Friday, 2 February 2018

http://thebookreviewindia.org/evolution-of-indias-afghanistan-policy/

BOOK REVIEW

Avinash Paliwal, My Enemy's Enemy: India in Afghanistan from the Soviet invasion to the US withdrawal

The title says it all. India’s approach to Afghanistan has little to do with Afghanistan. It has everything to do with Pakistan. This tells us something about India, about how we see ourselves, which is essentially in relation to our Siamese twin, Pakistan. This is not quite how we project ourselves—as a regional power and emerging great power, measuring up against China and a strategic partner of the US. India comes across as just another country attempting to set itself off against its neighbours. Since in our case—and in this case—it is Pakistan, a country perpetually on the brink of failed state status, this is evidence that we are not quite the power we make ourselves out to be. It is no wonder that our Afghan policy—essentially out to sabotage what Pakistan is up to in Afghanistan—is mostly a step behind. Avinash Paliwal’s book tells it like it is: the fragility of thinking in our national security policy making establishment and the dangers that can only accrue.
[ihc-hide-content ihc_mb_type=”show” ihc_mb_who=”reg” ihc_mb_template=”1″ ]
Paliwal describes the making of India’s Afghanistan policy as an offshoot of our Pakistan policy. This is of a piece with our Pakistan-centric Kashmir policy. It is also true of our wider defence policy, which while having China in the sights rhetorically, has Pakistan in its cross hairs. What is worse is that this policy does not emerge from—as imagined—from a cool-headed survey of the threats and opportunities in the strategic environment and the geopolitics of the region, but from a political battle between partisan lobbies within the national security establishment. In the case of Afghanistan, Paliwal has it that there are the ‘partisans’ and the ‘conciliators’ battling to control policy.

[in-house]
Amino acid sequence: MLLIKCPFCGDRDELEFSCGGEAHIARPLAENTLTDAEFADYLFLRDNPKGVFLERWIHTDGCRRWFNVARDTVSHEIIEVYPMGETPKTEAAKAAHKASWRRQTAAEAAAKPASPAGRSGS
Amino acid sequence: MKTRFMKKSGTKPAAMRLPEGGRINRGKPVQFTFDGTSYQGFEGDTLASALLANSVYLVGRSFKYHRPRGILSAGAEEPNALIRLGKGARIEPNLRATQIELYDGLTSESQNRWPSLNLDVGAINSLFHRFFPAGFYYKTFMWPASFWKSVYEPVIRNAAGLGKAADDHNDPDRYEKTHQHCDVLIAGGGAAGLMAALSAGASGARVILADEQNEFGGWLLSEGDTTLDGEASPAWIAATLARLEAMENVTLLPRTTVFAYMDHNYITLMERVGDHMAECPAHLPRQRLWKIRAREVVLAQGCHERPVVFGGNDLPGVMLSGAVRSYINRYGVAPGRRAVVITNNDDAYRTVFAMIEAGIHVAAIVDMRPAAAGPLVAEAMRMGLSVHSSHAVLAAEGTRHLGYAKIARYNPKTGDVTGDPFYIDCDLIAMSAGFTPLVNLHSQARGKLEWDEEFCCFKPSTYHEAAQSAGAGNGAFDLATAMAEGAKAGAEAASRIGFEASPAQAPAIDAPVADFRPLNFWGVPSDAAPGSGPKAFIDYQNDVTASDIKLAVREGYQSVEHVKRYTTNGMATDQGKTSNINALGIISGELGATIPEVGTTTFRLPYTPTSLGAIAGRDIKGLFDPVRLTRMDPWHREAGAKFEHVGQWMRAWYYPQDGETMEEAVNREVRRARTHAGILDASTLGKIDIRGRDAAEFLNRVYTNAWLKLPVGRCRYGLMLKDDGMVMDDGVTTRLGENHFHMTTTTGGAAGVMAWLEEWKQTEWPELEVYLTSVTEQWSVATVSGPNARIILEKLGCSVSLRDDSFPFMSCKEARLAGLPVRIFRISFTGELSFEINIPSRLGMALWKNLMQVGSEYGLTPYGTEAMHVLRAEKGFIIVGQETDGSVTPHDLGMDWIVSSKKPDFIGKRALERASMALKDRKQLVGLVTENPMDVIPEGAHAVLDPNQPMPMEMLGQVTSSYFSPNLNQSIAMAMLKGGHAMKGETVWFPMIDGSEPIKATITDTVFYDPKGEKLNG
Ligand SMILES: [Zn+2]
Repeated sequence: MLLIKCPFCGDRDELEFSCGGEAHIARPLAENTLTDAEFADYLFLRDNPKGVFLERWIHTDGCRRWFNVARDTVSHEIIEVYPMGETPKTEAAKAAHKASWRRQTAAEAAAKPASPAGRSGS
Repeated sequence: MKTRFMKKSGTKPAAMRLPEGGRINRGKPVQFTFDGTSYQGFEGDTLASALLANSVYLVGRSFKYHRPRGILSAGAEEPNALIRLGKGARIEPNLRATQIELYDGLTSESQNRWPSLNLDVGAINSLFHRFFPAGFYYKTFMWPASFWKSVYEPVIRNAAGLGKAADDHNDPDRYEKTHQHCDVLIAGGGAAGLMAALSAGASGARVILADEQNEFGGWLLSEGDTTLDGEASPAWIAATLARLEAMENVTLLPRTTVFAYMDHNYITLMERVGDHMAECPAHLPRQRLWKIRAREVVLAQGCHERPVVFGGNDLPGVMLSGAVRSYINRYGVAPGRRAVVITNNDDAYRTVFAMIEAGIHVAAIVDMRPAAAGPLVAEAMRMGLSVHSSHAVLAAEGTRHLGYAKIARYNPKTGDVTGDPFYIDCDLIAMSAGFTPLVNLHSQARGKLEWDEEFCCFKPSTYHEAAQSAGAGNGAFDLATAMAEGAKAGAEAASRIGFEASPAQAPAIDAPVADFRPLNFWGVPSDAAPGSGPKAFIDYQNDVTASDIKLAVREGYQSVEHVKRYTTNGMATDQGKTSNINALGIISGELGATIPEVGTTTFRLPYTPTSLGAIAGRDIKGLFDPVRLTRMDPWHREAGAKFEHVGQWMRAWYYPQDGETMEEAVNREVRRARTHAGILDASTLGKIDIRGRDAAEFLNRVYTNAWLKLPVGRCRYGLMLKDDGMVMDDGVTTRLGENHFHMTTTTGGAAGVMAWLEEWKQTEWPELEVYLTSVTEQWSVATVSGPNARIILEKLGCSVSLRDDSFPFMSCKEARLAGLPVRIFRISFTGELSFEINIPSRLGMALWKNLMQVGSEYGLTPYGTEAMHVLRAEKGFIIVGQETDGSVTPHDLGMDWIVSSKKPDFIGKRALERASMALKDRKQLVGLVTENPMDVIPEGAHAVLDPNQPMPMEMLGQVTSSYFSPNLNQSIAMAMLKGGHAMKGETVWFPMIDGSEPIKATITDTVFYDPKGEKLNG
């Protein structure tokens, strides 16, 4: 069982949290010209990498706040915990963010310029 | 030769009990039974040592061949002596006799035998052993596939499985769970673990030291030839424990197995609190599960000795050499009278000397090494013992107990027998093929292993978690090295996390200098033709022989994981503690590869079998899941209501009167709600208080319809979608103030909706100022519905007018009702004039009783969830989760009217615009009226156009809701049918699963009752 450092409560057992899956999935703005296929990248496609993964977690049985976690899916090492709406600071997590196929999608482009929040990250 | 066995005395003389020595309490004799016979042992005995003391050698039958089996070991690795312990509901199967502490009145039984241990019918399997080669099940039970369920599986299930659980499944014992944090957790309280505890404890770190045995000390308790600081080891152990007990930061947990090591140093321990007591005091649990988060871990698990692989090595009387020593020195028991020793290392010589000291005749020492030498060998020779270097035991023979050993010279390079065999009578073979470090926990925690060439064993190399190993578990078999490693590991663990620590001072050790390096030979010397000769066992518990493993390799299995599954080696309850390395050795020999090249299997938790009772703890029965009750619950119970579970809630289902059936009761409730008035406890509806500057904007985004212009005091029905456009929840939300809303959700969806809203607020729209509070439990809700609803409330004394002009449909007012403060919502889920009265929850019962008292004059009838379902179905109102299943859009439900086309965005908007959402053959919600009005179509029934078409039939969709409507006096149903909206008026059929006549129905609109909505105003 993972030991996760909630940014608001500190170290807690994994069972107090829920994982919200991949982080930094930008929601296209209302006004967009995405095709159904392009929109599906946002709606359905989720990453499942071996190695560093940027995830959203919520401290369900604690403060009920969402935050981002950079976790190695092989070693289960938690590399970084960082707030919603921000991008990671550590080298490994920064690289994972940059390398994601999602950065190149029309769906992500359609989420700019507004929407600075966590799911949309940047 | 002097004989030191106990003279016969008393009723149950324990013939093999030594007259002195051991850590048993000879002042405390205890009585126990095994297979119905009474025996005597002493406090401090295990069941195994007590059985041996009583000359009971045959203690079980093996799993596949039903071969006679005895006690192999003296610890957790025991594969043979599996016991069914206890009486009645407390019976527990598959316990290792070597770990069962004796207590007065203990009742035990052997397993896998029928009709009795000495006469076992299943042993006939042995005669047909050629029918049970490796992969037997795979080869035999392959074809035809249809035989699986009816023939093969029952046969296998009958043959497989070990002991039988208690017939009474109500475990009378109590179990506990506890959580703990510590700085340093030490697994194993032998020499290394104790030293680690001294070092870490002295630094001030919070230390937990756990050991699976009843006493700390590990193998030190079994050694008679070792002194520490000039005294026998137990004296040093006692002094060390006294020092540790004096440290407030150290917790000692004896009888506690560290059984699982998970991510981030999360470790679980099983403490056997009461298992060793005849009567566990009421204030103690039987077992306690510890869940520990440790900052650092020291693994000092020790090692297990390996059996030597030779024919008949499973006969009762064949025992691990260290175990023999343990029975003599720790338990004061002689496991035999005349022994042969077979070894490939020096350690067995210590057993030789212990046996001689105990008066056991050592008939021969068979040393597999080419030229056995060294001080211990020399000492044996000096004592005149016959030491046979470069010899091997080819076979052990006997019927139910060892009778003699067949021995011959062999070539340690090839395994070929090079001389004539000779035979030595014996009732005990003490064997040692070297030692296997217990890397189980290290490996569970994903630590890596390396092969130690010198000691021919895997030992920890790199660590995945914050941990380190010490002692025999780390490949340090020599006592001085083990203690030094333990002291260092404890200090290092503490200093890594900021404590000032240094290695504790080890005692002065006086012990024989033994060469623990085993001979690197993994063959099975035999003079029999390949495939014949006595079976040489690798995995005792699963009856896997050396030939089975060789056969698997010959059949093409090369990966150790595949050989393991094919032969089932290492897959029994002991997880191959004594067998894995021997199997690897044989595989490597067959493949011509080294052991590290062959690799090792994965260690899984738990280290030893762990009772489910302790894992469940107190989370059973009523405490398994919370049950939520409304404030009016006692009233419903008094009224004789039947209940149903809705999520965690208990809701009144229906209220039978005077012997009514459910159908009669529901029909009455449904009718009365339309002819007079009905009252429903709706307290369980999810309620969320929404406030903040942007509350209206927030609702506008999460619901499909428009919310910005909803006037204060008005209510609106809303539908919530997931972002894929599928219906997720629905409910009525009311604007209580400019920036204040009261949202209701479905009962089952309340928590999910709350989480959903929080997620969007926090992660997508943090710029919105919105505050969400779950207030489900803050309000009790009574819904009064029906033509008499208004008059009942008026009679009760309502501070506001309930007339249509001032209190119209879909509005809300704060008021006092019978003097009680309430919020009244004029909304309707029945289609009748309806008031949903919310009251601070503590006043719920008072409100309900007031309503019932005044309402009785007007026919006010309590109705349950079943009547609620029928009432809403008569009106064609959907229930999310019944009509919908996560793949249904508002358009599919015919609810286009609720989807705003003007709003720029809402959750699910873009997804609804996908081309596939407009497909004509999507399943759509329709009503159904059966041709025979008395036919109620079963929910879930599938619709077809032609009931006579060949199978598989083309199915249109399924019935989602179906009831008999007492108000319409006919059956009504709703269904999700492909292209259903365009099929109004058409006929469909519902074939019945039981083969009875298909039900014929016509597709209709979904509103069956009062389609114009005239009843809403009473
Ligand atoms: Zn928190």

Partisans are out to wreck what Pakistan has set out to do in Afghanistan. Conciliators for their part are keen to ensure that India’s interests are protected, even if Pakistan gets an edge in the bargain. The partisans appear to derive their angst and passion from their Pakistan animus, while conciliators wish to use Afghanistan as a leverage in their soft-line version of India’s wider Pakistan policy. The outcome of the tussle in the corridors of South Block appears to be dependent on which of the two sides gains an edge in bureaucratic politics, assisted respectively by the internal political configurations.